Sunny Zhou: The Struggle for Voice in Native Americans and Tibetan Communities

Posted on 21/03/2011

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Probably what the trip shocked me the most is encountering the difficulty the Native Americans are experiencing with their identities and place in the government. Brendon, the first Native American female to have completed 12th grade in her generation, said that they are not even nationally recognized. Additionally, people are being looked down, treated unfairly because of their racial identities, in the educational system, political system. Situations still occur where a local barber refuses to give a haircut to a Native American. Also, we are told that the highest education that Native Americans can achieve, in the state of Louisiana, is 7th grade.

Although the Gulf area is the region that most Native American lives, however the land property is under oil companies and the local Native Americans have no control or access to the land. Through listening to people’s stories, experiences, conflicted feelings and struggle to fight for their own All of these problems and challenges that Native Americans have to face today, should be concerned as a national issue. The reasons are more than their racial identity. They are about the game of politics, major power party, and the money. Therefore, I wonder what if the younger generation of Native American start to explore more opportunities for their education outside of state, be more involved in the government institutions, spread the voice of Native Americans’ problems and struggle today, would it solve the problem? However, the people today are experiencing the conflict between progressive political movement and their sentiment to the land and the local community. Jamie, the owner of the Dulac Community Center, informed us that most young generations are not willing to go to colleges out of the state, but rather staying in their comfort zone. It is a culture, a tradition, a spirit that help Native American communities survive and grow over the years.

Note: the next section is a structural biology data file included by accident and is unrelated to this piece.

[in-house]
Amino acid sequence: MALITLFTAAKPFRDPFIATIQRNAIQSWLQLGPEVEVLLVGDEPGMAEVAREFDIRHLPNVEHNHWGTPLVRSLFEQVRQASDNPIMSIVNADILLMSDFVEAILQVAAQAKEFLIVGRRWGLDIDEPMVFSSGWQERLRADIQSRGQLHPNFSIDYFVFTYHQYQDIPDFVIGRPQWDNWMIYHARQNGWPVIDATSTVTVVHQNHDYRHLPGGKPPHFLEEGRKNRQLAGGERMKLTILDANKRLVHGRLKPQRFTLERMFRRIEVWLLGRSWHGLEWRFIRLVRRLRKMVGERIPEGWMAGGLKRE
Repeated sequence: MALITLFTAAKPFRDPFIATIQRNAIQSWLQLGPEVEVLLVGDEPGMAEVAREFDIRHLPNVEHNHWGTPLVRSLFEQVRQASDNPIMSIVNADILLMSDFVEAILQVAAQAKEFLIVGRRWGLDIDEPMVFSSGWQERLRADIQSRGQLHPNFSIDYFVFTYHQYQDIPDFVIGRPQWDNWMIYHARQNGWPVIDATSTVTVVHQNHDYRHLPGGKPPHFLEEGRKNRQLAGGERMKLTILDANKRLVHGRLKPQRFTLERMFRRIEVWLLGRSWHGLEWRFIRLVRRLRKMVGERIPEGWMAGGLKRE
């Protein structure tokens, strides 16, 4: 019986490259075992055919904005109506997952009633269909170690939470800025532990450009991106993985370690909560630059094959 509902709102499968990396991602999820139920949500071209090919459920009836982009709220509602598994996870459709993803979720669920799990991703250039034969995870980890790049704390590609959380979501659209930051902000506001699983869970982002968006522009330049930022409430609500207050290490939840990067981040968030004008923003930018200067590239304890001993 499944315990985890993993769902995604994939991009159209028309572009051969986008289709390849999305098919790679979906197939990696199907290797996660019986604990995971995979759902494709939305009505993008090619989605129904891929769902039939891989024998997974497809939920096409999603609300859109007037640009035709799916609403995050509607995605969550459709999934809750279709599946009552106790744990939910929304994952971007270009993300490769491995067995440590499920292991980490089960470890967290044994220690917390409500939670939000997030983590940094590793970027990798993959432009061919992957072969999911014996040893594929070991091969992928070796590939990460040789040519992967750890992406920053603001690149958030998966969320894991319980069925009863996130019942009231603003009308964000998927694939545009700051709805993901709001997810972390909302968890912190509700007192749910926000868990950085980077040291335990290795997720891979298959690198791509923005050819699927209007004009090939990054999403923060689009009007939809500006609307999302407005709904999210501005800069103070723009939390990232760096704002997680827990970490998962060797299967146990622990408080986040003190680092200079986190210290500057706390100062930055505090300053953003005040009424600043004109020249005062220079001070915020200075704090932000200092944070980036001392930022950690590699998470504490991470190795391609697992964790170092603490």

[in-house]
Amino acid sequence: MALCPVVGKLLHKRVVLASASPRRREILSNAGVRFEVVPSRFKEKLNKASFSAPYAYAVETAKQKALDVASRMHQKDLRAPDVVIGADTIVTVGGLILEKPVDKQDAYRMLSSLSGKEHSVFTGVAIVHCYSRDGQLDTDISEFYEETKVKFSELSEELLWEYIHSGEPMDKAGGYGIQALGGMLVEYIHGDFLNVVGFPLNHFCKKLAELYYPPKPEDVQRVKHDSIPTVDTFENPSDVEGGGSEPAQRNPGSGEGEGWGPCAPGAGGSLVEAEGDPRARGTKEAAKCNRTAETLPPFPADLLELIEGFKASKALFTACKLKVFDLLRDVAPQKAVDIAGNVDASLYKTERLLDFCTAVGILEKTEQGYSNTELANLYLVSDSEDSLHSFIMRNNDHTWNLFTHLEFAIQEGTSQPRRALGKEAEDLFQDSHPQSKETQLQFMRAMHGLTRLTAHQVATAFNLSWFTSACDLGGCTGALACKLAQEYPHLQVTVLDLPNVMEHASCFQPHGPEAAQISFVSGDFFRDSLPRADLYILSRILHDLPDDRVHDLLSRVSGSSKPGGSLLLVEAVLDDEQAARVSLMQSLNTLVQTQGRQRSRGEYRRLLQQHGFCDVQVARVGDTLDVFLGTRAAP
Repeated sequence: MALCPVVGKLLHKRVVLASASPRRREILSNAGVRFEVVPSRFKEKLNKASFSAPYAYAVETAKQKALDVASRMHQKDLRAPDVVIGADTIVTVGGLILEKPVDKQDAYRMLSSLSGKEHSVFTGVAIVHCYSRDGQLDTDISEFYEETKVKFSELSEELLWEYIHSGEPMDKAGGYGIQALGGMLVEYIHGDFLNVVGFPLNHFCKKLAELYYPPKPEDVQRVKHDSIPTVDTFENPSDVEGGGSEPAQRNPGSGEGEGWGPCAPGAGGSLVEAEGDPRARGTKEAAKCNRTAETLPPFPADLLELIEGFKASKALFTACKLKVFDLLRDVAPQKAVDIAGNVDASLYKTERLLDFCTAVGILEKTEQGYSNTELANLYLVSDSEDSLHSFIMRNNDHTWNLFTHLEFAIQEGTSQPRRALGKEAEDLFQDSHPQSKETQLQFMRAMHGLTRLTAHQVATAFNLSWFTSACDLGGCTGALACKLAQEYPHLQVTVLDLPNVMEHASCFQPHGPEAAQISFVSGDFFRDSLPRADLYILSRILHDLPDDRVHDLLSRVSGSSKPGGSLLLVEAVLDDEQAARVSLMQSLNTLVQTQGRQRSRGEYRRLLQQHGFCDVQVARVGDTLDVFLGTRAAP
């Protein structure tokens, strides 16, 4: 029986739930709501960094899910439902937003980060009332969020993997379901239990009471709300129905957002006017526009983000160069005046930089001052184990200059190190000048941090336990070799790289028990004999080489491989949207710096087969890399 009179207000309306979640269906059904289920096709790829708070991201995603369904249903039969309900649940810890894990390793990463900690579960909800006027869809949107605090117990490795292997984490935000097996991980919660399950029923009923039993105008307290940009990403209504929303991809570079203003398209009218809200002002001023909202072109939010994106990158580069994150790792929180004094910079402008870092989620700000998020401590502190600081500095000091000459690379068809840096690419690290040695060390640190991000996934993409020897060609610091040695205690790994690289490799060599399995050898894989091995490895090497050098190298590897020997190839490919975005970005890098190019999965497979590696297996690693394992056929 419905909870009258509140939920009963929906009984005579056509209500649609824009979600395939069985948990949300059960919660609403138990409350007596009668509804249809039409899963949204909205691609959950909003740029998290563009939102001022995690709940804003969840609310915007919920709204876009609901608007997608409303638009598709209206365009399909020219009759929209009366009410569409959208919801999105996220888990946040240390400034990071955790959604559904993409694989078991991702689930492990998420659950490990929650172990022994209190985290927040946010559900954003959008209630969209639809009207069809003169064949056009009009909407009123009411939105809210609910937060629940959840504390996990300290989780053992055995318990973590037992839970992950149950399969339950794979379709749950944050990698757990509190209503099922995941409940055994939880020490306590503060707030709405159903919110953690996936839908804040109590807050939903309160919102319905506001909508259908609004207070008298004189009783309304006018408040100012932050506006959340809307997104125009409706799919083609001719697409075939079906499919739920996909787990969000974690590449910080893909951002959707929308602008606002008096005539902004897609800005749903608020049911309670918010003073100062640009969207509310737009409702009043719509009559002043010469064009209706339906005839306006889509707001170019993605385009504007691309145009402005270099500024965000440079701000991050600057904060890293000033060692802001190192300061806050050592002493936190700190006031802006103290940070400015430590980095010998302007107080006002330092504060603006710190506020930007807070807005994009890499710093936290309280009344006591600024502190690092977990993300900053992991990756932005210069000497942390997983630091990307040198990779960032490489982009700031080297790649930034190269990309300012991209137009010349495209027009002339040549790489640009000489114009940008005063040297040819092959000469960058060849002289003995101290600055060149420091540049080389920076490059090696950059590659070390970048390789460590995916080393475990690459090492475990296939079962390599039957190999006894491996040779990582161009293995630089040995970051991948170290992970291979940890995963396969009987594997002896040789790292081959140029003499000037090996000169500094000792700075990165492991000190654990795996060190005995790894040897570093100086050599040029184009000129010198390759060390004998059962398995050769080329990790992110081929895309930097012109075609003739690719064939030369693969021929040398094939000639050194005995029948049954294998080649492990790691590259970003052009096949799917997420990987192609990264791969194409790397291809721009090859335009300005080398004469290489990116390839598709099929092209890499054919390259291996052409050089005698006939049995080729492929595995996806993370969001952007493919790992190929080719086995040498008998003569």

As a result, it is very difficult for young adults to even think about going to a college where they have no connection with at all. The best what we can do, is to spread the word in our own areas to raise people’s awareness about the Native American’s issues, but also keep a constant flow of volunteers to visit them every year. In this way, we not only get to know and learn about their culture and tradition, but also our diversity help open their eyes and mind of a big world different from theirs. During the group reflection, somehow I came up with a wild idea that perhaps, there would be a group of intellectual leaders of Native Americans, who will speak up and fight for their voice and land, just as Dalai Lama gain support and resources from countries for Tibet’s conflict with Chinese central government. It is an interesting comparison, but it is indeed time to take actions to fight for the Native Americans’ voice and land.

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